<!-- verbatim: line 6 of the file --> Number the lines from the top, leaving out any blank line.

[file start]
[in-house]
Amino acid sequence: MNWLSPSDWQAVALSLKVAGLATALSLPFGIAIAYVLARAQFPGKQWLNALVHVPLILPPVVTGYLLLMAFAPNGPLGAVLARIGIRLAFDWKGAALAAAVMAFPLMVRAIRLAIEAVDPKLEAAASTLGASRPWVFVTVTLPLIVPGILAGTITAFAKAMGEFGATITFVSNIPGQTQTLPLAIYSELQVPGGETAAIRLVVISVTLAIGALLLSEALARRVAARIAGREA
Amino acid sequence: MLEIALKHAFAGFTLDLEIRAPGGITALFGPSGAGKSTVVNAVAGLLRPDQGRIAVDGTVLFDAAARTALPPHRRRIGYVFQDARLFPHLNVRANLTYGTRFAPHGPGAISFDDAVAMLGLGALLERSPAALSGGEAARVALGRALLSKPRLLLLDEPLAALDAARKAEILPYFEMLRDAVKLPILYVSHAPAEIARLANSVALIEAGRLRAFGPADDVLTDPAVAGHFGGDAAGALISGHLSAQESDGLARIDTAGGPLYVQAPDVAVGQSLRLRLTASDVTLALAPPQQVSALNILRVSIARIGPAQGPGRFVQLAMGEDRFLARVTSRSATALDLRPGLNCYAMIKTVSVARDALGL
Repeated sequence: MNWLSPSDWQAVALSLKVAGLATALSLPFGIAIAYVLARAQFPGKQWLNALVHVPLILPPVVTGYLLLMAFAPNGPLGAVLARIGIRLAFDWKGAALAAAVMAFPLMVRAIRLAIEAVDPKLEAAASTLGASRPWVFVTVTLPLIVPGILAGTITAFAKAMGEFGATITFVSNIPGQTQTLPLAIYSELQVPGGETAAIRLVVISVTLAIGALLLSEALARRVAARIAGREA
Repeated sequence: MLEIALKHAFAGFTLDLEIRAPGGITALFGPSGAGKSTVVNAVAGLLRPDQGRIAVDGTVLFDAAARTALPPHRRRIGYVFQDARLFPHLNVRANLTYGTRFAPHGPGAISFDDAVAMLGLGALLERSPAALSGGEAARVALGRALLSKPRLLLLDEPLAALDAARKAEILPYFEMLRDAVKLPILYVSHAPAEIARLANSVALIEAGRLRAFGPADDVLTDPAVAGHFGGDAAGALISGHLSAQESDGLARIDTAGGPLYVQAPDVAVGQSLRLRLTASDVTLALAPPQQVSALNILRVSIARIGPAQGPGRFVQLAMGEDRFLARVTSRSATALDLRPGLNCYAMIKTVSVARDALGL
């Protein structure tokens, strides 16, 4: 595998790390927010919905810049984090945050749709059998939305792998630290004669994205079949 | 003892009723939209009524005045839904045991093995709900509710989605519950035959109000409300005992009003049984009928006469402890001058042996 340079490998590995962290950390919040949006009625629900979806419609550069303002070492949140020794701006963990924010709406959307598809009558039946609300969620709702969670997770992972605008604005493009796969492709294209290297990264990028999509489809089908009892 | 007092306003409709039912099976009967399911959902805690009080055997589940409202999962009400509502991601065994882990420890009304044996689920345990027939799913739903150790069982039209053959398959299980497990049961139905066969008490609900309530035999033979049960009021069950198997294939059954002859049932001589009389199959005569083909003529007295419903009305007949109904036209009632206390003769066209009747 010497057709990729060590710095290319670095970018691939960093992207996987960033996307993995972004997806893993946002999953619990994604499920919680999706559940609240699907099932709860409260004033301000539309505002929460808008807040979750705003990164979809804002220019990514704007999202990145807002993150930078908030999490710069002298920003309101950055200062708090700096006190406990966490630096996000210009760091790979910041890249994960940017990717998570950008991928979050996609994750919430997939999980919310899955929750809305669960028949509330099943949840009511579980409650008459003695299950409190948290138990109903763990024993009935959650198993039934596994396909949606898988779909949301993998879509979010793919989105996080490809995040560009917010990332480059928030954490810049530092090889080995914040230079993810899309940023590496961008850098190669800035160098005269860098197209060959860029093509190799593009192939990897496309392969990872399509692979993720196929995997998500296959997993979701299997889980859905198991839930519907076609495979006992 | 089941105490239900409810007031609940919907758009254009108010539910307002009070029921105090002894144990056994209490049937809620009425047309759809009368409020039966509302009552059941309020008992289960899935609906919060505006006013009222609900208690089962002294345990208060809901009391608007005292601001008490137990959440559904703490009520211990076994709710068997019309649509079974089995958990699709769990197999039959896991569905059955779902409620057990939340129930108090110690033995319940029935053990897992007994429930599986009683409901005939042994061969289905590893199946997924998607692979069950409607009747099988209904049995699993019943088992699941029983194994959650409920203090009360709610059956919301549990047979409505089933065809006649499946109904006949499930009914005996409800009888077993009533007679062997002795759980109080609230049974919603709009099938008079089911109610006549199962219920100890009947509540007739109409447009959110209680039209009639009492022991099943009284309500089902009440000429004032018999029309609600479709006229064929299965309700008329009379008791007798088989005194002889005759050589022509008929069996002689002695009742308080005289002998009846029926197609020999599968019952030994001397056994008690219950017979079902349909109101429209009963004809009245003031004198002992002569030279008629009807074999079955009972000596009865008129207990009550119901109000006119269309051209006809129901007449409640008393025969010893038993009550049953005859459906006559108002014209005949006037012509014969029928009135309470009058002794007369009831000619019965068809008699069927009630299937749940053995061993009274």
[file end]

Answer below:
């Protein structure tokens, strides 16, 4: 595998790390927010919905810049984090945050749709059998939305792998630290004669994205079949 | 003892009723939209009524005045839904045991093995709900509710989605519950035959109000409300005992009003049984009928006469402890001058042996 340079490998590995962290950390919040949006009625629900979806419609550069303002070492949140020794701006963990924010709406959307598809009558039946609300969620709702969670997770992972605008604005493009796969492709294209290297990264990028999509489809089908009892 | 007092306003409709039912099976009967399911959902805690009080055997589940409202999962009400509502991601065994882990420890009304044996689920345990027939799913739903150790069982039209053959398959299980497990049961139905066969008490609900309530035999033979049960009021069950198997294939059954002859049932001589009389199959005569083909003529007295419903009305007949109904036209009632206390003769066209009747 010497057709990729060590710095290319670095970018691939960093992207996987960033996307993995972004997806893993946002999953619990994604499920919680999706559940609240699907099932709860409260004033301000539309505002929460808008807040979750705003990164979809804002220019990514704007999202990145807002993150930078908030999490710069002298920003309101950055200062708090700096006190406990966490630096996000210009760091790979910041890249994960940017990717998570950008991928979050996609994750919430997939999980919310899955929750809305669960028949509330099943949840009511579980409650008459003695299950409190948290138990109903763990024993009935959650198993039934596994396909949606898988779909949301993998879509979010793919989105996080490809995040560009917010990332480059928030954490810049530092090889080995914040230079993810899309940023590496961008850098190669800035160098005269860098197209060959860029093509190799593009192939990897496309392969990872399509692979993720196929995997998500296959997993979701299997889980859905198991839930519907076609495979006992 | 089941105490239900409810007031609940919907758009254009108010539910307002009070029921105090002894144990056994209490049937809620009425047309759809009368409020039966509302009552059941309020008992289960899935609906919060505006006013009222609900208690089962002294345990208060809901009391608007005292601001008490137990959440559904703490009520211990076994709710068997019309649509079974089995958990699709769990197999039959896991569905059955779902409620057990939340129930108090110690033995319940029935053990897992007994429930599986009683409901005939042994061969289905590893199946997924998607692979069950409607009747099988209904049995699993019943088992699941029983194994959650409920203090009360709610059956919301549990047979409505089933065809006649499946109904006949499930009914005996409800009888077993009533007679062997002795759980109080609230049974919603709009099938008079089911109610006549199962219920100890009947509540007739109409447009959110209680039209009639009492022991099943009284309500089902009440000429004032018999029309609600479709006229064929299965309700008329009379008791007798088989005194002889005759050589022509008929069996002689002695009742308080005289002998009846029926197609020999599968019952030994001397056994008690219950017979079902349909109101429209009963004809009245003031004198002992002569030279008629009807074999079955009972000596009865008129207990009550119901109000006119269309051209006809129901007449409640008393025969010893038993009550049953005859459906006559108002014209005949006037012509014969029928009135309470009058002794007369009831000619019965068809008699069927009630299937749940053995061993009274």